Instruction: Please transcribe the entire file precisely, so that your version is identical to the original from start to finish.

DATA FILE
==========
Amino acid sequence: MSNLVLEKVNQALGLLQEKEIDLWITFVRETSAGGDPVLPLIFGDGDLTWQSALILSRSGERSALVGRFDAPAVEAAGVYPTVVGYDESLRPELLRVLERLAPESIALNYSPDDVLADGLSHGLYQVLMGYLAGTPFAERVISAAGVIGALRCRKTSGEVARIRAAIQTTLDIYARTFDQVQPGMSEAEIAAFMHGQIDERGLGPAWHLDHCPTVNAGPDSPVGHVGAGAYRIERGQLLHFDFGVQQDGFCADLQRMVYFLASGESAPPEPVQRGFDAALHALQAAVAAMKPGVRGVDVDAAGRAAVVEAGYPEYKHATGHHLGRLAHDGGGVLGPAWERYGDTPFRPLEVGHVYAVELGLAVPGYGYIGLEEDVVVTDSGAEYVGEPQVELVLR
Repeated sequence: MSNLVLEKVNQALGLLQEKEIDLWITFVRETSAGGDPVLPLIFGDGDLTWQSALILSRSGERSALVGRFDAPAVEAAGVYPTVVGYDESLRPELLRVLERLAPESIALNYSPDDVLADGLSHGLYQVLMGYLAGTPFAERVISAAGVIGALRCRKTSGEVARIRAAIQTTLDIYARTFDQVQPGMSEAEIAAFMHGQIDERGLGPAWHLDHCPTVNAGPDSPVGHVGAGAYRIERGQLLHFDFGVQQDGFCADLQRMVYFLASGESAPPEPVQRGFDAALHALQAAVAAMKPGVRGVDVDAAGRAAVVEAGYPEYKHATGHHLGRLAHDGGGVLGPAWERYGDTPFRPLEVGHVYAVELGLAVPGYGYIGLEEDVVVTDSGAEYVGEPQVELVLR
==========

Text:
Amino acid sequence: MSNLVLEKVNQALGLLQEKEIDLWITFVRETSAGGDPVLPLIFGDGDLTWQSALILSRSGERSALVGRFDAPAVEAAGVYPTVVGYDESLRPELLRVLERLAPESIALNYSPDDVLADGLSHGLYQVLMGYLAGTPFAERVISAAGVIGALRCRKTSGEVARIRAAIQTTLDIYARTFDQVQPGMSEAEIAAFMHGQIDERGLGPAWHLDHCPTVNAGPDSPVGHVGAGAYRIERGQLLHFDFGVQQDGFCADLQRMVYFLASGESAPPEPVQRGFDAALHALQAAVAAMKPGVRGVDVDAAGRAAVVEAGYPEYKHATGHHLGRLAHDGGGVLGPAWERYGDTPFRPLEVGHVYAVELGLAVPGYGYIGLEEDVVVTDSGAEYVGEPQVELVLR
Repeated sequence: MSNLVLEKVNQALGLLQEKEIDLWITFVRETSAGGDPVLPLIFGDGDLTWQSALILSRSGERSALVGRFDAPAVEAAGVYPTVVGYDESLRPELLRVLERLAPESIALNYSPDDVLADGLSHGLYQVLMGYLAGTPFAERVISAAGVIGALRCRKTSGEVARIRAAIQTTLDIYARTFDQVQPGMSEAEIAAFMHGQIDERGLGPAWHLDHCPTVNAGPDSPVGHVGAGAYRIERGQLLHFDFGVQQDGFCADLQRMVYFLASGESAPPEPVQRGFDAALHALQAAVAAMKPGVRGVDVDAAGRAAVVEAGYPEYKHATGHHLGRLAHDGGGVLGPAWERYGDTPFRPLEVGHVYAVELGLAVPGYGYIGLEEDVVVTDSGAEYVGEPQVELVLR